#41  
Old 01-30-2012, 08:05 PM
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Default Re: Required density of fiberboard insulation

Don't jam the floor bricks in too tight. Allow a tiny bit of room for them to expand without forcing out the walls.This is also one of the reasons the floor bricks are best laid without mortar. The other is that it is easier to replace a floor brick if you ever had to.
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  #42  
Old 01-31-2012, 07:27 PM
WJW WJW is offline
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Default Re: Required density of fiberboard insulation

Got the floor down and am now planning the wall layout. The sidewalls will be a soldier course with a stretcher course on top of that.


That's a lot of 45 degree cuts...I definitely owe my buddy a few pizza's for the loan of his saw.



A basic idea of how the side wall and back wall will lay out. Time to go buy more bricks. (For anyone who's interested...that's a total of seventy-five bricks there.)


As always...if anyone is hearing alarm bells I'm all ears.
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  #43  
Old 01-31-2012, 08:46 PM
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Default Re: Required density of fiberboard insulation

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As always...if anyone is hearing alarm bells I'm all ears.
The soldier course is pointless, they only do it on domes to gain extra height.
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  #44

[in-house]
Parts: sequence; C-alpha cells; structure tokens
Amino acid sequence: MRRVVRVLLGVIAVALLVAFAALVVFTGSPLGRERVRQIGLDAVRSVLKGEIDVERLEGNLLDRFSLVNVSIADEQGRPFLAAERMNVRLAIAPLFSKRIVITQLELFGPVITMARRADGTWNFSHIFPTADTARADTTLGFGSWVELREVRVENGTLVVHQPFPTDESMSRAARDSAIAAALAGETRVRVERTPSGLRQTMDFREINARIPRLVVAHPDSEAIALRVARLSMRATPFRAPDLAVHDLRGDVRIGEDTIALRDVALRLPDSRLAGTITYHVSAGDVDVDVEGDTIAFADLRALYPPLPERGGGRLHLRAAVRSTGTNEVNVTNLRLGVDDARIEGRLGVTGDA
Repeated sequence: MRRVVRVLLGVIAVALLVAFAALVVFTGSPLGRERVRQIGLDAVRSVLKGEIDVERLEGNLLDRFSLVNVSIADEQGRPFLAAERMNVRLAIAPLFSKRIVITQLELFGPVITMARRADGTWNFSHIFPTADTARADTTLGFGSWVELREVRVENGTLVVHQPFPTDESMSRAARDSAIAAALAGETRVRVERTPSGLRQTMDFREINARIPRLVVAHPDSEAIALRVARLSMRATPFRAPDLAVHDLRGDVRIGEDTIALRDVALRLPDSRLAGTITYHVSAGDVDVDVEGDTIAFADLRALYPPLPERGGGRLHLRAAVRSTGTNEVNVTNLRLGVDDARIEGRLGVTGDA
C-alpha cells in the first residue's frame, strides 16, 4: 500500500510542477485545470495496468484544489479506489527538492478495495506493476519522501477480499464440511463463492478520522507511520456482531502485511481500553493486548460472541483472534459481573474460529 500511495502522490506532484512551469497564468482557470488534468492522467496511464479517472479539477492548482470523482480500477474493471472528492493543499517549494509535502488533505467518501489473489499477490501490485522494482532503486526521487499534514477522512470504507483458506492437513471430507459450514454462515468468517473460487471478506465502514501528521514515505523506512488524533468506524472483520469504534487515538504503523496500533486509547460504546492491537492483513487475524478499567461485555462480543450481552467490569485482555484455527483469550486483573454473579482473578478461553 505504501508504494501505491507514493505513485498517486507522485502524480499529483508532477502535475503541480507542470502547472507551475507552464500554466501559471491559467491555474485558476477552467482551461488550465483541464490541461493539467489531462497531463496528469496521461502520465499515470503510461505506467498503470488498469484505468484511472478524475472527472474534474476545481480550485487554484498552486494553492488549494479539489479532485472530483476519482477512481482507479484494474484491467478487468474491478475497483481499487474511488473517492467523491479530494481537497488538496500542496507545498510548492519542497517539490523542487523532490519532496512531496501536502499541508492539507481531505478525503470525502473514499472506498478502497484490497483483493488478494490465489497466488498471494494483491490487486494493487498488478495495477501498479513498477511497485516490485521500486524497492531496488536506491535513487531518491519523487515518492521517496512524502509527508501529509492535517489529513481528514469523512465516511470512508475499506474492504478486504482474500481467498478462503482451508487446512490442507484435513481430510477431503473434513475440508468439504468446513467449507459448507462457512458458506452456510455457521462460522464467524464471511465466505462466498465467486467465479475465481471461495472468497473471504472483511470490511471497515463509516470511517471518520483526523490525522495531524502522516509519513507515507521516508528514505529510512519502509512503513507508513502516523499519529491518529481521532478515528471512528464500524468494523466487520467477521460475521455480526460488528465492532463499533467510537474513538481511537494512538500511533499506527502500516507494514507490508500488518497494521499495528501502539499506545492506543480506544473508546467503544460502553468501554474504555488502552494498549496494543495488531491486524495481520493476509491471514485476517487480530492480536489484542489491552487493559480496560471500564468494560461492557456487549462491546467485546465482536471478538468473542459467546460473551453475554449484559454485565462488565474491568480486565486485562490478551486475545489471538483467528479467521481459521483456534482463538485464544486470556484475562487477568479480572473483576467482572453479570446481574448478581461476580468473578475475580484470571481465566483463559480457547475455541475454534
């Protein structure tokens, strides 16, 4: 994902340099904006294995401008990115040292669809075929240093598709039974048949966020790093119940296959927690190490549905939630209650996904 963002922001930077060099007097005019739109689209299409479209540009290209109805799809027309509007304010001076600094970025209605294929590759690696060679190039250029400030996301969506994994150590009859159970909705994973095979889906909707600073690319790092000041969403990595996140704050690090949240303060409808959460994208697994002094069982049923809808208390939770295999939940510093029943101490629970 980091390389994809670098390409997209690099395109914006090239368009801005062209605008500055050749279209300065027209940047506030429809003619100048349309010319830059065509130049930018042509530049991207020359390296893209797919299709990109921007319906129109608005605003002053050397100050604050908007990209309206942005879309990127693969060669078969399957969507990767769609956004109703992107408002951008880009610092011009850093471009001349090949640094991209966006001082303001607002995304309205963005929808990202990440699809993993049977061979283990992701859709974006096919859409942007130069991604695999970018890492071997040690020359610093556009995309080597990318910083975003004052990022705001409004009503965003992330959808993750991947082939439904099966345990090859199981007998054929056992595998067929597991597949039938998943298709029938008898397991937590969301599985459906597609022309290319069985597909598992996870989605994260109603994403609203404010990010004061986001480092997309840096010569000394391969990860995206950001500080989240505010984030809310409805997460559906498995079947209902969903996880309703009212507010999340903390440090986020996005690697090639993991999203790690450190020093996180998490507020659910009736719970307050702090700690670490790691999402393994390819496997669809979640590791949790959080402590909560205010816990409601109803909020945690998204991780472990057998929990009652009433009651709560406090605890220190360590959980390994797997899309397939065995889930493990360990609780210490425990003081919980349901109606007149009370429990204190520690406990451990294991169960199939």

Old 01-31-2012, 11:05 PM
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Default Re: Required density of fiberboard insulation

Why do you say it's pointless Al?

With the floor inside the oven and a soldier course that puts the top of the side walls at about nine inches off the floor. You think that's too high? Why?

I've cooked a total of two pizza's in a friend's oven so I know nothing about the practice other than what I've read. I have not done the calculations but, assuming a nine inch high wall, a relatively flat dome, and a 38 inch wide oven, I'd think I'd get a dome height of around eighteen inches in the center. Following the old 63% rule, that gives me a door height just under 12 inches. Those seem to be the dimensions that I've frequently heard are pretty widely accepted. What is it that you don't like about that?

Also, what wall height do you like and why. The two options I have seen most are either three stretcher courses placed on the floor (7.5 inch side wall), or a soldier course placed on the floor (9 inches). Does the extra 1.5 inches negatively affect performance in some way in your opinion, or is it simply a preference thing for you?

Bill
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Old 01-31-2012, 11:08 PM
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Default Re: Required density of fiberboard insulation

Just lay stretcher courses, the domers do it to gain height, us vaulters just add extra courses.
Unless you are after the look of a soldier course, of course.
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Old 01-31-2012, 11:20 PM
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Default Re: Required density of fiberboard insulation

Actually, I do like the look of a soldier course with a stretcher course running accross the top.